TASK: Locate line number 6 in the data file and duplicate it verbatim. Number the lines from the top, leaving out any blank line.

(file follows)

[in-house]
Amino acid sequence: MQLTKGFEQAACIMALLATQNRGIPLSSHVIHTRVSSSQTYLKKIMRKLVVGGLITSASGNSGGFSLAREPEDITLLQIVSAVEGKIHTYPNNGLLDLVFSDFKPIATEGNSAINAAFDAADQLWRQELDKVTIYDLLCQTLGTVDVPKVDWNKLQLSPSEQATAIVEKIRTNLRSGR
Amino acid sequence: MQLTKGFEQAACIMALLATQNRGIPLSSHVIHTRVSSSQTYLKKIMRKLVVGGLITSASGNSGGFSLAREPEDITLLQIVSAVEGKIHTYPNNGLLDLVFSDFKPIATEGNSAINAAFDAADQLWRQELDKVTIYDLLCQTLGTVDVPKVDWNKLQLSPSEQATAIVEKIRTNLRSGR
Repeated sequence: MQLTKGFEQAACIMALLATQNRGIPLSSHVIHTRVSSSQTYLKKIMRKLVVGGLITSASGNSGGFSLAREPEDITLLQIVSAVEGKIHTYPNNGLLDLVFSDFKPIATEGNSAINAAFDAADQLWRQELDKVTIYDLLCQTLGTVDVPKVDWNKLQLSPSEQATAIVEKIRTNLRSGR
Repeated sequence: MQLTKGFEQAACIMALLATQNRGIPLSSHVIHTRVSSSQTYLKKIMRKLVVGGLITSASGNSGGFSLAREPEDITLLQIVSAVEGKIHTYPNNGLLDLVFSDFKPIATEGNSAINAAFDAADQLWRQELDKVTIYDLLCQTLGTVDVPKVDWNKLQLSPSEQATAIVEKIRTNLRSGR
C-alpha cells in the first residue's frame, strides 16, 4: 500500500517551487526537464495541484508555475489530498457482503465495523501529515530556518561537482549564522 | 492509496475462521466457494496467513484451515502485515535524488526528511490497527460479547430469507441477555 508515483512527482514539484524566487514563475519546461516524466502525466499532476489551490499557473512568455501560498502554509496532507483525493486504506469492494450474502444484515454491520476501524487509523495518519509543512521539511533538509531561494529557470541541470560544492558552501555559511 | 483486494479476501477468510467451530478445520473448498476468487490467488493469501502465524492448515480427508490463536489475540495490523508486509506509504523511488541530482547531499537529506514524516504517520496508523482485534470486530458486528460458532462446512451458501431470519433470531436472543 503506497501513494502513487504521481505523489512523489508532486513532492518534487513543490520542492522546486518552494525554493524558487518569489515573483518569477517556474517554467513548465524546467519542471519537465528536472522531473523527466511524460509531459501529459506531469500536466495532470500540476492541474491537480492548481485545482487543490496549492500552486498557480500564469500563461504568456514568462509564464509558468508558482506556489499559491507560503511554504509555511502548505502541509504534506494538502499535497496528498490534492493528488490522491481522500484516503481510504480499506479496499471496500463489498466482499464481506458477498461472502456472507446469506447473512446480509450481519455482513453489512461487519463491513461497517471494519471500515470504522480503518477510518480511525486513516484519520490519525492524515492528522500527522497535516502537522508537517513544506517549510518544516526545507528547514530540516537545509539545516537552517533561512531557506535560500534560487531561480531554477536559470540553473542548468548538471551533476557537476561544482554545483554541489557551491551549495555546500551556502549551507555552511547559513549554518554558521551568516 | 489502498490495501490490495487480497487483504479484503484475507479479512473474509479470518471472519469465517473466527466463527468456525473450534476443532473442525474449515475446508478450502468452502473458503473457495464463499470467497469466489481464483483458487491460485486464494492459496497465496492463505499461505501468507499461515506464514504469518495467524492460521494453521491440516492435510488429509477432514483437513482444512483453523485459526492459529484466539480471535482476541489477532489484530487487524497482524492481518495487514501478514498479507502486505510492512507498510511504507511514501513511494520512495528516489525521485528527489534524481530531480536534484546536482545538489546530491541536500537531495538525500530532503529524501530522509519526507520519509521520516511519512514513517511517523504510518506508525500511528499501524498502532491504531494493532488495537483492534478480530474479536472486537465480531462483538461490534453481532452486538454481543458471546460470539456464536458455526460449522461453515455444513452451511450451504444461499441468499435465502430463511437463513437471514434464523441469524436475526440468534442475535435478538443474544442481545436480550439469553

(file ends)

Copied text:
C-alpha cells in the first residue's frame, strides 16, 4: 500500500517551487526537464495541484508555475489530498457482503465495523501529515530556518561537482549564522 | 492509496475462521466457494496467513484451515502485515535524488526528511490497527460479547430469507441477555 508515483512527482514539484524566487514563475519546461516524466502525466499532476489551490499557473512568455501560498502554509496532507483525493486504506469492494450474502444484515454491520476501524487509523495518519509543512521539511533538509531561494529557470541541470560544492558552501555559511 | 483486494479476501477468510467451530478445520473448498476468487490467488493469501502465524492448515480427508490463536489475540495490523508486509506509504523511488541530482547531499537529506514524516504517520496508523482485534470486530458486528460458532462446512451458501431470519433470531436472543 503506497501513494502513487504521481505523489512523489508532486513532492518534487513543490520542492522546486518552494525554493524558487518569489515573483518569477517556474517554467513548465524546467519542471519537465528536472522531473523527466511524460509531459501529459506531469500536466495532470500540476492541474491537480492548481485545482487543490496549492500552486498557480500564469500563461504568456514568462509564464509558468508558482506556489499559491507560503511554504509555511502548505502541509504534506494538502499535497496528498490534492493528488490522491481522500484516503481510504480499506479496499471496500463489498466482499464481506458477498461472502456472507446469506447473512446480509450481519455482513453489512461487519463491513461497517471494519471500515470504522480503518477510518480511525486513516484519520490519525492524515492528522500527522497535516502537522508537517513544506517549510518544516526545507528547514530540516537545509539545516537552517533561512531557506535560500534560487531561480531554477536559470540553473542548468548538471551533476557537476561544482554545483554541489557551491551549495555546500551556502549551507555552511547559513549554518554558521551568516 | 489502498490495501490490495487480497487483504479484503484475507479479512473474509479470518471472519469465517473466527466463527468456525473450534476443532473442525474449515475446508478450502468452502473458503473457495464463499470467497469466489481464483483458487491460485486464494492459496497465496492463505499461505501468507499461515506464514504469518495467524492460521494453521491440516492435510488429509477432514483437513482444512483453523485459526492459529484466539480471535482476541489477532489484530487487524497482524492481518495487514501478514498479507502486505510492512507498510511504507511514501513511494520512495528516489525521485528527489534524481530531480536534484546536482545538489546530491541536500537531495538525500530532503529524501530522509519526507520519509521520516511519512514513517511517523504510518506508525500511528499501524498502532491504531494493532488495537483492534478480530474479536472486537465480531462483538461490534453481532452486538454481543458471546460470539456464536458455526460449522461453515455444513452451511450451504444461499441468499435465502430463511437463513437471514434464523441469524436475526440468534442475535435478538443474544442481545436480550439469553